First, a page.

Literary Yard

Search for meaning

Literary criticism

By: JD DeHart

HellOne can learn some interesting truths about hell. Dante, of course, led readers through the various circles and populated hell with real-life personalities – a brilliant move, of course. Chuck Palahniuk recently updated this approach in a duo of novels. Of course, it is nearly impossible to have a discussion of the literary import of hell without considering the Bible.

There are about fifteen references to the word “hell” translated as such in the New International Version, while the King James Version translates ten more verses incorporating the actual word. In most cases, the word is an amalgamation of another word, referencing a trash dump in ancient civilization. The idea is that hell is essentially a location for exclusion, or a terrible place.

Matthew, in the New International translation, first uses hell as a punishment promised to anyone who curses a “brother” or “sister,” or calls him or her a fool. That is a steep penalty to face in a world full of foolishness. The same book then quotes Jesus, who uses a masterful set of hyperboles. Jesus sets up hell as the more attractive option when faced when sinning with the right hand or the eye.

Jesus later references hell when he is talking about Pharisees and hypocrites who “travel over land and sea to win a single convert” and then turn that convert into “twice as much as child of hell” as they are (Matthew 23:15, for those who want the verse). Jesus, a few verses later, uses hell again when he is addressing the same religious teachers and tells them they are in danger of condemnation.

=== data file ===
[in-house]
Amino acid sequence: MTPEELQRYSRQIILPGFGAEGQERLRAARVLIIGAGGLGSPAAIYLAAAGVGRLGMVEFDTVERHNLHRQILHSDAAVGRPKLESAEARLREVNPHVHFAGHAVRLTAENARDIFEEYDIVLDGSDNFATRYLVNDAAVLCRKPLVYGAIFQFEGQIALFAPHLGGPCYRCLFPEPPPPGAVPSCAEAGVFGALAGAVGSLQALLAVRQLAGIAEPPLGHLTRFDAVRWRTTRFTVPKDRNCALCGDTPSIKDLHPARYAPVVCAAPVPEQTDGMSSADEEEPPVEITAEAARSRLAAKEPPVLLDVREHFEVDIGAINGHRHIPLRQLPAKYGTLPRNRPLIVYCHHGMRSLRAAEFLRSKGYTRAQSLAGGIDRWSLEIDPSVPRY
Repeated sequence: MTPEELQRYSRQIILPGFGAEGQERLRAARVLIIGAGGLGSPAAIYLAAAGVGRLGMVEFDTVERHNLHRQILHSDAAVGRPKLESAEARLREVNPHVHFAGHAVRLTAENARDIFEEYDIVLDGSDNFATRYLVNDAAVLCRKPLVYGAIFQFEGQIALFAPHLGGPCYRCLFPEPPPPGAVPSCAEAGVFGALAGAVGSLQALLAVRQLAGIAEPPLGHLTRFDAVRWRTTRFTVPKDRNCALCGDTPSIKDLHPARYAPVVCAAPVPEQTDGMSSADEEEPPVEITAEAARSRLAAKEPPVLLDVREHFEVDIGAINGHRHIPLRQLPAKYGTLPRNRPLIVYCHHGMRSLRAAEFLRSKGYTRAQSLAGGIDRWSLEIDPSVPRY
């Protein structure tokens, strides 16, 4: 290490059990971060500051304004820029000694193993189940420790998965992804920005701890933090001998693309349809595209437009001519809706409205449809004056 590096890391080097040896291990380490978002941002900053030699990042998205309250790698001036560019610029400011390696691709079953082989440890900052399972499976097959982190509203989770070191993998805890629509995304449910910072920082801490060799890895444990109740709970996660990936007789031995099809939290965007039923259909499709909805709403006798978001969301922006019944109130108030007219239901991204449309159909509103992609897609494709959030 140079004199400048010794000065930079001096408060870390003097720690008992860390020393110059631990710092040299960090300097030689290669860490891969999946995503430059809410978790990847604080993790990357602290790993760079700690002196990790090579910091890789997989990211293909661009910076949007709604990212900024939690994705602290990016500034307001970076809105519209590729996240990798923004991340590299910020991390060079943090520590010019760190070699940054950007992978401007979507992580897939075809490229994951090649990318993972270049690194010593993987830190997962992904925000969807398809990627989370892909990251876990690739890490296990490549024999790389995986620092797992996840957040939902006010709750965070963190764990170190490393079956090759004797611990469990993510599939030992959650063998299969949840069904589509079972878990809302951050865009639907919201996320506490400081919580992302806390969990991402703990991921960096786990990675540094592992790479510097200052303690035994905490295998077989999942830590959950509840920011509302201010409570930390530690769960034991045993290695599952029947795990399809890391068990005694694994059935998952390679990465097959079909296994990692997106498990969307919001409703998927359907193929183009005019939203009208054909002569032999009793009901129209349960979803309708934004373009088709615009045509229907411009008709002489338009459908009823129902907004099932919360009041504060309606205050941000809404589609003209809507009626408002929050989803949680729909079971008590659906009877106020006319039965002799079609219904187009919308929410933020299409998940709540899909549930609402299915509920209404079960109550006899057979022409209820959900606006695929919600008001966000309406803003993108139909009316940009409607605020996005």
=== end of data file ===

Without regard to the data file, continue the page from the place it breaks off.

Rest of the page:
Because the first three books of the New Testament share much of their content, similar verses appear in Mark and Luke. Jesus also suggested that people should fear the one “who, after your body has been killed, has authority to throw you into hell” (Luke, 12:5).

For all the time spent talking about eternal punishment among some religious people, the above-mentioned verses are essentially the sum total of verses contained in the New International translation of the gospels. Of course, the word “gospel” means good news – hell does not seem to be the primary literary feature of that genre.

Hell appears a handful of times in the epistolary section of the New Testament. There is mention of a lake of fire in Revelation, also called the second death, and the destination of those without mention in the “book of life.” James also uses the word hell in a hyperbolic fashion, essentially saying that the words we utter are capable of setting our lives on fire and that our tongue, in a highly metaphoric sense, is “set on fire by hell” (James 3:6). II Peter also lists hell as the destination of sinning angels, held there by chains in darkness.

The point of this exploration is not to undermine anyone who believes in hell; rather, this is a literary exercise. In most cases, the use of hell is just as hyperbolic as our modern sense. When we say it was “as hard as hell” or that an event was “hell on earth” we are positing an extreme of nature. Our use of hell, like Jesus when he spoke of committing sin, is our version of saying “really, really, really bad” in a more artistic way.

Hell only appears in the Dante sense of a supernatural location in a much smaller number of verses. Of course, we can always defer to the famous Sartre quote, “Hell is other people.”


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